Why Did Drake’s “Hotline Bling” Fail To Top Billboard Charts? Blame Apple Music

Apple Music, where Drake’s video for “Hotline Bling” made its debut, has yet to share its video view data with Nielsen Music.

Why Did Drake’s “Hotline Bling” Fail To Top Billboard Charts? Blame Apple Music
[Photo: John Steel via Shutterstock]

When the video for “Hotline Bling” dropped last week and sent the Internet into a tizzy, it only solidified the heady success of Drake’s hit track. Since its release in July, the song has dominated Facebook and Twitter and spawned memes and countless GIFs, spilling over into real life faster than even “Call Me Maybe.”


So why isn’t “Hotline Bling” number one on the Billboard Hot 100? Turns out it’s Apple’s fault.

The “Hotline Bling” video originally debuted on Apple Music, due to the exclusive deal Drake inked with the company. While Apple has been eager to promote the hell out of its new streaming service and use its founders’ industry clout to reel in popular artists like Drake, the company was slower to move on one minor detail: sharing its video view data with Nielsen Music. So views of the original, Apple-hosted version of the video didn’t count toward Billboard’s Hot 100 chart, which is usually tallied using data from Nielsen. “Hotline Bling” climbed up to the number two spot, but failed to give Drake his first number one hit.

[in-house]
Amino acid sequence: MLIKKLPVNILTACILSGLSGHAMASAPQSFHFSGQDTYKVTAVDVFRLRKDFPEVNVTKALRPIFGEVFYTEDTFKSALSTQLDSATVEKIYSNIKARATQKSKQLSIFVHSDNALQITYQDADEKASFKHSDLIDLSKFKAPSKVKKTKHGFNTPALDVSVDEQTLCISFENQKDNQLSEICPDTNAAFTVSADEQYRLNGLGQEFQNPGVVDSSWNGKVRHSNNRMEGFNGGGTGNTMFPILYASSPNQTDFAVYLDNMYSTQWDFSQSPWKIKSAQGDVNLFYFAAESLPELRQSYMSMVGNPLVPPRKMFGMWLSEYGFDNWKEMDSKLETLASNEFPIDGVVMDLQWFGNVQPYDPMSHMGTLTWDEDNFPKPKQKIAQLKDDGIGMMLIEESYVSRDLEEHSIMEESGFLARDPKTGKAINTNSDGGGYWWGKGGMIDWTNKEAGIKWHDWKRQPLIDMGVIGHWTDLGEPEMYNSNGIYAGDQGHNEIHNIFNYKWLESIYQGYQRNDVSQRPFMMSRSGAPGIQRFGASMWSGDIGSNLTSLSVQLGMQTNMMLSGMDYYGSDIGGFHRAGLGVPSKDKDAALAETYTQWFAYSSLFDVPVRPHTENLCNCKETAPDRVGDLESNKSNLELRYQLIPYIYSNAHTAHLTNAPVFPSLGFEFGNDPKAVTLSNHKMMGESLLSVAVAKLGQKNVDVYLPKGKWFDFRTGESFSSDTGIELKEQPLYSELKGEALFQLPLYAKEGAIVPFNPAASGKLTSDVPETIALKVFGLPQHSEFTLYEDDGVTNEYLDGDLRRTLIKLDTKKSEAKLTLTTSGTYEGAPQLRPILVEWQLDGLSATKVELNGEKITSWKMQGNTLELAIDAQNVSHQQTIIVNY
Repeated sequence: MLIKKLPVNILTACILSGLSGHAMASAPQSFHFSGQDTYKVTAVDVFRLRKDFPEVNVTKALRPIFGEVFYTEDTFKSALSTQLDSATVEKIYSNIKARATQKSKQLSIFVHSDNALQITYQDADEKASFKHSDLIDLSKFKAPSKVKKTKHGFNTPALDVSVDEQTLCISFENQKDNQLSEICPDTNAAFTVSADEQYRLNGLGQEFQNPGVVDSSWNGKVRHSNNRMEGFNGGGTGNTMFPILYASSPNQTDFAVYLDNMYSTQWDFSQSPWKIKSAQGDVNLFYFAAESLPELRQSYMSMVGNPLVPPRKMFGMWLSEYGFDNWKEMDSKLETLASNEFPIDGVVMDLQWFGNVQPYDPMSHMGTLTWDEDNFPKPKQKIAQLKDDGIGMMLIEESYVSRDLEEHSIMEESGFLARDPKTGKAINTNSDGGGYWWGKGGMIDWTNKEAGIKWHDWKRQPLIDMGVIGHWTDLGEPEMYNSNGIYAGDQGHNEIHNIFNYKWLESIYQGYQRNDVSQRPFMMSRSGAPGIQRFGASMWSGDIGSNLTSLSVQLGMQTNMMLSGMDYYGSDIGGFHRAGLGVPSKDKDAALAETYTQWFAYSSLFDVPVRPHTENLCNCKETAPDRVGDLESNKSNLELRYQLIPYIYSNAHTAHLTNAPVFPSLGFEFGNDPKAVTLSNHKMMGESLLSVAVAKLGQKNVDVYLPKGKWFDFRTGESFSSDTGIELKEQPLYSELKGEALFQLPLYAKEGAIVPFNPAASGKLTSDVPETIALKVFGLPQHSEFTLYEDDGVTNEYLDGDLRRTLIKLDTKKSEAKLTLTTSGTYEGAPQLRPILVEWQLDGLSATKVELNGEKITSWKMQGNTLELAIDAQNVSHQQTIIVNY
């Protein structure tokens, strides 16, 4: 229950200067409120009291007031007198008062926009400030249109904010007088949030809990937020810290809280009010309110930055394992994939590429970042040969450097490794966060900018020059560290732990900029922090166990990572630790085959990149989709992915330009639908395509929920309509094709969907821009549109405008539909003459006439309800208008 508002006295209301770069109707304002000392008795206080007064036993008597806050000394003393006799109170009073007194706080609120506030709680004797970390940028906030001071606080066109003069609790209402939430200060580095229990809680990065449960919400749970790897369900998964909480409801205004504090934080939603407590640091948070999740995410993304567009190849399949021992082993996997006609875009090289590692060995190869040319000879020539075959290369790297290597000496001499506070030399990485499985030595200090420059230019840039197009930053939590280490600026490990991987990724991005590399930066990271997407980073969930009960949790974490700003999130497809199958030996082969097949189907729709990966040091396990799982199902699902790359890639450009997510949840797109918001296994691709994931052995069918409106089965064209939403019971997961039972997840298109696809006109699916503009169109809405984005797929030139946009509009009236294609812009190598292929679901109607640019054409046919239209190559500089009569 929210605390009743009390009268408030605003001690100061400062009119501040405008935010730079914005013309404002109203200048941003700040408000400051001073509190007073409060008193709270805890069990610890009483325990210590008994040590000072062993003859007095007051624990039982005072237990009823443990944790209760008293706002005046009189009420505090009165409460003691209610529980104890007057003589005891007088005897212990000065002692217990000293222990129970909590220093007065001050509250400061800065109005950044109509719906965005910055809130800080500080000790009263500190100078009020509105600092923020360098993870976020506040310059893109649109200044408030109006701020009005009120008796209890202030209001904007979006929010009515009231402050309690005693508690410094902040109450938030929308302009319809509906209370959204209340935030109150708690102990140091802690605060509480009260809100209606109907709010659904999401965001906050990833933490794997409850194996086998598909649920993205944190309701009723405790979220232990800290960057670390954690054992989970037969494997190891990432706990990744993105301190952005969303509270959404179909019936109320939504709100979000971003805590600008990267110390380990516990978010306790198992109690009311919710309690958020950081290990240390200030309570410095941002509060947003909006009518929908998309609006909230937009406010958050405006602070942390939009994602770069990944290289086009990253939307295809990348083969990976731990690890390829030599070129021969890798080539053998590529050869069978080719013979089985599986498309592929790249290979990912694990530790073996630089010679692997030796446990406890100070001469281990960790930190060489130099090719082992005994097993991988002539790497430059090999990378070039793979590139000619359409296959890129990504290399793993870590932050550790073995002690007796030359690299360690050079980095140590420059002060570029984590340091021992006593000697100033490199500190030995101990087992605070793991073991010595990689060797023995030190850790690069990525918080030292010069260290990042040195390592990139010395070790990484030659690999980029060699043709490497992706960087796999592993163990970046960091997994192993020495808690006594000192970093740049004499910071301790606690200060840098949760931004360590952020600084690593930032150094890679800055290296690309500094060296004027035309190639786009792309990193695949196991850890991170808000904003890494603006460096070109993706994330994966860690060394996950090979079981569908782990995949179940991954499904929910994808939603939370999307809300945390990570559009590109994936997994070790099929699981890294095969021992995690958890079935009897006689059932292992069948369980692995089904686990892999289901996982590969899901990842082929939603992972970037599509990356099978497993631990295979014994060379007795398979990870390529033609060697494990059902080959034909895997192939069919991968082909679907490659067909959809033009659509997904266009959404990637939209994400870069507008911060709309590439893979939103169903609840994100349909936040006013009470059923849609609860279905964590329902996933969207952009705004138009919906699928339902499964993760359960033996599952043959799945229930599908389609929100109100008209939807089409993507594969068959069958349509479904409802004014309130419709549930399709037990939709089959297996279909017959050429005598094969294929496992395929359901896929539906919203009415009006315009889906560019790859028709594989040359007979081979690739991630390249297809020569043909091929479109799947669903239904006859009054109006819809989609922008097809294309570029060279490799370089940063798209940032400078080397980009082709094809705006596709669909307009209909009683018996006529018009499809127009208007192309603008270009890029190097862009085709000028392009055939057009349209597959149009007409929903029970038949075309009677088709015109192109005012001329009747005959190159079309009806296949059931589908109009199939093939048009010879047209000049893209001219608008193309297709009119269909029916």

Similarly, Apple Music has yet to provide its streaming numbers to music analytics companies like Next Big Sound, or integrate with smart speakers like Sonos–though it is currently working to make both music and video streaming data available to third parties.

It’s hard to imagine that “Hotline Bling” wouldn’t have otherwise topped the Billboard chart. But such is the cost of getting into bed with Apple, which is eager to bring superstars like Drake out on stage for product launches, but is slower to integrate its new service with the rest of the music industry.

For Drake, the miss may be a dent in his ego, but don’t shed a tear for the mega-star: He raked in a reported $19 million from his deal with Apple. And whether the data backs it up or not, we all know who owned the Internet last week–well, up until Adele stormed the Internet with “Hello” on Friday.

About the author

John Paul Titlow is a writer at Fast Company focused on music and technology, among other things.